BOSTON (WWLP) - When Rick Wainaina was 21-years-old, he went to an adult jail for a minor crime. The first night there, he was beaten by his cellmate. That experience motivated him to support legislation signed into law by Governor Deval Patrick Wednesday that prevents 17-year-olds from being tried as adults.
“I was 21 and that was like terrifying to me, it was devastating,” said Wainaina of Lowell. “I wanted to support this and make sure this went through and make sure other 17-year-olds don’t go though the same thing I went through.”
The new law puts 17-year-olds under the jurisdiction of the juvenile court and into the custody of the Department of Youth Services. Massachusetts Juvenile Court Chief Justice Michael Edgerton says juvenile court is better equipped to handle young offenders.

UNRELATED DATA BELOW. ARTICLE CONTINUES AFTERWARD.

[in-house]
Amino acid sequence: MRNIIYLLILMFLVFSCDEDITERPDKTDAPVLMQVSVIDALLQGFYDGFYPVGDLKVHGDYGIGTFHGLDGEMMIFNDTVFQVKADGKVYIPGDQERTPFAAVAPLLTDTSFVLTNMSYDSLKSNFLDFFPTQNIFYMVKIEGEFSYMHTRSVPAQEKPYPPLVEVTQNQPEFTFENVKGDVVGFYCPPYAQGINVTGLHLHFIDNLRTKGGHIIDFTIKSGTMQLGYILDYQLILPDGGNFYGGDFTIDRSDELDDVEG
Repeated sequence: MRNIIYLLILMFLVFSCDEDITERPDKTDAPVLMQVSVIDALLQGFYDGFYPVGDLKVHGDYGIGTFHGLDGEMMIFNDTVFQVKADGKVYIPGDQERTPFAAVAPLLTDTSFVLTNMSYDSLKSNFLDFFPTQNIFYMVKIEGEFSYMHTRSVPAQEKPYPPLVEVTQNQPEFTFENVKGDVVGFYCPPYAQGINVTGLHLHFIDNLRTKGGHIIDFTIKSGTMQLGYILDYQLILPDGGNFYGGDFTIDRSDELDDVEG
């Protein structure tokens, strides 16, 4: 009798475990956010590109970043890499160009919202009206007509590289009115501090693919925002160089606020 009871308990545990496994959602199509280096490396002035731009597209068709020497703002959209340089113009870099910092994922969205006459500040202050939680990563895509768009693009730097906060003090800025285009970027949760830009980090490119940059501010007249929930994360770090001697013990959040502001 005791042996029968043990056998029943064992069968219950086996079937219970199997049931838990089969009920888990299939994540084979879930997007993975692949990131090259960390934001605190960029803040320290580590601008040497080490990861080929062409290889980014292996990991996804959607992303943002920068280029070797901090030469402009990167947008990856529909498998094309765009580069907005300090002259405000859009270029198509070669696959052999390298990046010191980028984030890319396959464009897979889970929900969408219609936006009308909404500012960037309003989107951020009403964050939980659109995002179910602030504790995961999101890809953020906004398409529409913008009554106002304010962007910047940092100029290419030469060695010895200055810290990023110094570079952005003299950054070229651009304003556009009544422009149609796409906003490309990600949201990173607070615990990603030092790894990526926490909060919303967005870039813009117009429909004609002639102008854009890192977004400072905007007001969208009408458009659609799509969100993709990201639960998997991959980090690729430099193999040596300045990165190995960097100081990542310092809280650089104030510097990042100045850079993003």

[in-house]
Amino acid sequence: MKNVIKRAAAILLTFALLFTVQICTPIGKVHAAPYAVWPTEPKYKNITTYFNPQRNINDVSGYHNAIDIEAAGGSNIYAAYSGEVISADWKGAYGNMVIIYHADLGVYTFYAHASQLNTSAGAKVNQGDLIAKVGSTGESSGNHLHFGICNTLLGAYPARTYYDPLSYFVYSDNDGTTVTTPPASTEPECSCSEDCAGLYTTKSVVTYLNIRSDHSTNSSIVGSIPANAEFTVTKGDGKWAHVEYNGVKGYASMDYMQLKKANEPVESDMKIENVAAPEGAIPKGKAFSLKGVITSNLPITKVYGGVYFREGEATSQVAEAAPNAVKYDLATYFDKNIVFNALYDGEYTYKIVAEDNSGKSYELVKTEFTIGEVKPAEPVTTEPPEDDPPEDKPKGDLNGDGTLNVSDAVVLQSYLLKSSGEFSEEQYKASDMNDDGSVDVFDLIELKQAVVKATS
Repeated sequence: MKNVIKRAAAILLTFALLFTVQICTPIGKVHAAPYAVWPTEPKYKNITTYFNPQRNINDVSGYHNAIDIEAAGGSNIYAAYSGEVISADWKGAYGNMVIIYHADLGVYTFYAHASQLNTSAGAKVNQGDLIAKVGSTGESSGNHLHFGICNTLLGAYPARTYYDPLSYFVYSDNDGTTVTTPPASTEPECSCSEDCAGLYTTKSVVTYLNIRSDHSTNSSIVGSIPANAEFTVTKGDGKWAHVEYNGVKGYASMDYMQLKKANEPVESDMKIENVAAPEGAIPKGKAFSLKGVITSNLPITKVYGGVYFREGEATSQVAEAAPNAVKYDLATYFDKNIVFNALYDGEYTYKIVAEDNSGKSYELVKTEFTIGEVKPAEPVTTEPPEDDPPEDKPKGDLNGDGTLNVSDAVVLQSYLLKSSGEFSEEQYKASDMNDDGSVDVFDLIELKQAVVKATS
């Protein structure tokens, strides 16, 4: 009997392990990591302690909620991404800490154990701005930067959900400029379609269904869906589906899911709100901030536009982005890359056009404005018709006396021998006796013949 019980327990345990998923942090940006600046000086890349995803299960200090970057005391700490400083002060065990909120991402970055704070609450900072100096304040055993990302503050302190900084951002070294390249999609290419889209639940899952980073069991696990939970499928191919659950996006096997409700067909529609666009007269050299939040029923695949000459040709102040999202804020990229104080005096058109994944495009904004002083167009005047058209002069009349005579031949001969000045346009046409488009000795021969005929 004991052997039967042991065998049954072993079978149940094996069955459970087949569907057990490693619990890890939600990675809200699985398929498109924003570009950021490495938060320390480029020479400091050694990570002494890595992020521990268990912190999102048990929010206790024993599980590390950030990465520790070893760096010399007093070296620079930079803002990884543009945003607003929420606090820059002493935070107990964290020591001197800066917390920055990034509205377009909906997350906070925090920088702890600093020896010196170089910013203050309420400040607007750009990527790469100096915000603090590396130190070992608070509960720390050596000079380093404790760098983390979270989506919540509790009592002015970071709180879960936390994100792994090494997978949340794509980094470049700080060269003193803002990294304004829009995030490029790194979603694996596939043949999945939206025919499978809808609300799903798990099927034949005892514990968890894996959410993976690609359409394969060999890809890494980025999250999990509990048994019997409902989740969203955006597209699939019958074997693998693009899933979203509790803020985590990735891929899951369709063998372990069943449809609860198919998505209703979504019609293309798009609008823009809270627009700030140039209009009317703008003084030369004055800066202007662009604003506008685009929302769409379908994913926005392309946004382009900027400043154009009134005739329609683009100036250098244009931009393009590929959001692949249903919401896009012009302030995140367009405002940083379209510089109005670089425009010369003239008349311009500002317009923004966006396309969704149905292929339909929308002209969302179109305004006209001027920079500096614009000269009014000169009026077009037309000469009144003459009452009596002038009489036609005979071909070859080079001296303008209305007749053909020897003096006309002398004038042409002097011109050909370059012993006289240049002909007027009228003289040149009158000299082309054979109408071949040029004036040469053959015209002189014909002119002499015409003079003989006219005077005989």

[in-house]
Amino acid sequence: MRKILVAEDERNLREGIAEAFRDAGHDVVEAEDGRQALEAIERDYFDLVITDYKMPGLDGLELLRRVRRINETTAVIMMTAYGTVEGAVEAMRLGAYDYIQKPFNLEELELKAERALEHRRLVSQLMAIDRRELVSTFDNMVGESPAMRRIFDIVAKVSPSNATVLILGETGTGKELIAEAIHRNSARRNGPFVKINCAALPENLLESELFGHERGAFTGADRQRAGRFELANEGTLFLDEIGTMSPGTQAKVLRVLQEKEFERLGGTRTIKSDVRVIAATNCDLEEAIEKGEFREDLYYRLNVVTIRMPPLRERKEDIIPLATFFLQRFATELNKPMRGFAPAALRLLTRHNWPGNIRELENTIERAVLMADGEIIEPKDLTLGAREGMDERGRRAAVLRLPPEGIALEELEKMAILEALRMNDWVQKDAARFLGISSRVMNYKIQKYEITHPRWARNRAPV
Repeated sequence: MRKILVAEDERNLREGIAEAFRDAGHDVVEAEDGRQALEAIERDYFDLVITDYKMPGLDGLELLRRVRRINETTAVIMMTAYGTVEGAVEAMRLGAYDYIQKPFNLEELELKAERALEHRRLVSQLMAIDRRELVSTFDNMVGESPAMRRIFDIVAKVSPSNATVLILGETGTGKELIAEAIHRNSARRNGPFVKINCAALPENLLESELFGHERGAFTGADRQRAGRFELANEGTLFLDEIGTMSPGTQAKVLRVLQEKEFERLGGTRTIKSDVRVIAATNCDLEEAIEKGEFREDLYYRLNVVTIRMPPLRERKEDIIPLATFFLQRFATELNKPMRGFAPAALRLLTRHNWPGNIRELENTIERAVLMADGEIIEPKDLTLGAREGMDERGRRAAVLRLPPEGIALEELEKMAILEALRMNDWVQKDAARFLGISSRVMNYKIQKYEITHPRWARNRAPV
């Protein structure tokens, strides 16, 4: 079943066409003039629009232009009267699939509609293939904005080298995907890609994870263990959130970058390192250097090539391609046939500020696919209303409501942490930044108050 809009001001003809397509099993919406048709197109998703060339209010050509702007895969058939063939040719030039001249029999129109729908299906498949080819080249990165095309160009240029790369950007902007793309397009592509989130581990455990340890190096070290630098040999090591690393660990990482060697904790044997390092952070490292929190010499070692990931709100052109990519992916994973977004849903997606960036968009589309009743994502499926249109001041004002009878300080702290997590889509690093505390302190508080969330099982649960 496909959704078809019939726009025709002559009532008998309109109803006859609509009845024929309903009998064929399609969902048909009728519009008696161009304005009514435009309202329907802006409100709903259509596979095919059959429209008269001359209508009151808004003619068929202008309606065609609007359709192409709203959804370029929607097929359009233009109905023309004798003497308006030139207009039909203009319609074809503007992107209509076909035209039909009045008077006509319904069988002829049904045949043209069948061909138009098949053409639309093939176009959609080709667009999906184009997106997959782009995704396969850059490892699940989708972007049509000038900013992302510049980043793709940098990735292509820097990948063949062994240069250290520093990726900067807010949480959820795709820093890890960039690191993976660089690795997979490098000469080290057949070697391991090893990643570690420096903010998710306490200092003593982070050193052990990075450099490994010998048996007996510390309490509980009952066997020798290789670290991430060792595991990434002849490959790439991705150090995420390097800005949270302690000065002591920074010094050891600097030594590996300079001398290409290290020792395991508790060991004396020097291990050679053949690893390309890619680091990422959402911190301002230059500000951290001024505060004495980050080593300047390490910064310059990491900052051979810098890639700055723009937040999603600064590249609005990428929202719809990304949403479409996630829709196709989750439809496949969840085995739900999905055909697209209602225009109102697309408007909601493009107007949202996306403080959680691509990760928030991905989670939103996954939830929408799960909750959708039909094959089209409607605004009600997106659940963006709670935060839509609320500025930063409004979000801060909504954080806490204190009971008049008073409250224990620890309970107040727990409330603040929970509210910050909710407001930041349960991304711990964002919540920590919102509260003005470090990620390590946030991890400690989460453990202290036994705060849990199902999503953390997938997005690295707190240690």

“Our probation officers do intensive services with juveniles and we also have our juvenile court clinics that address the mental health needs of juveniles,” said Juvenile Court Chief Justice Michael Edgerton.
The new law puts Massachusetts in compliance with a federal law that went into effect in August that requires 17-year-olds to be separated from adults in the prison and jail system.
“We get young people into the juvenile system where we know that they will be required to go to school, they will be required to get age-appropriate treatment and it really will also keep them safe from adult facilities where they’re very vulnerable to sexual assault and other harm,” said Citizens for Juvenile Justice Executive Director Naoka Carey.
This law does not apply to 17-year-olds charged with murder or other violent crimes, in which case the Juvenile court can impose an adult sentence.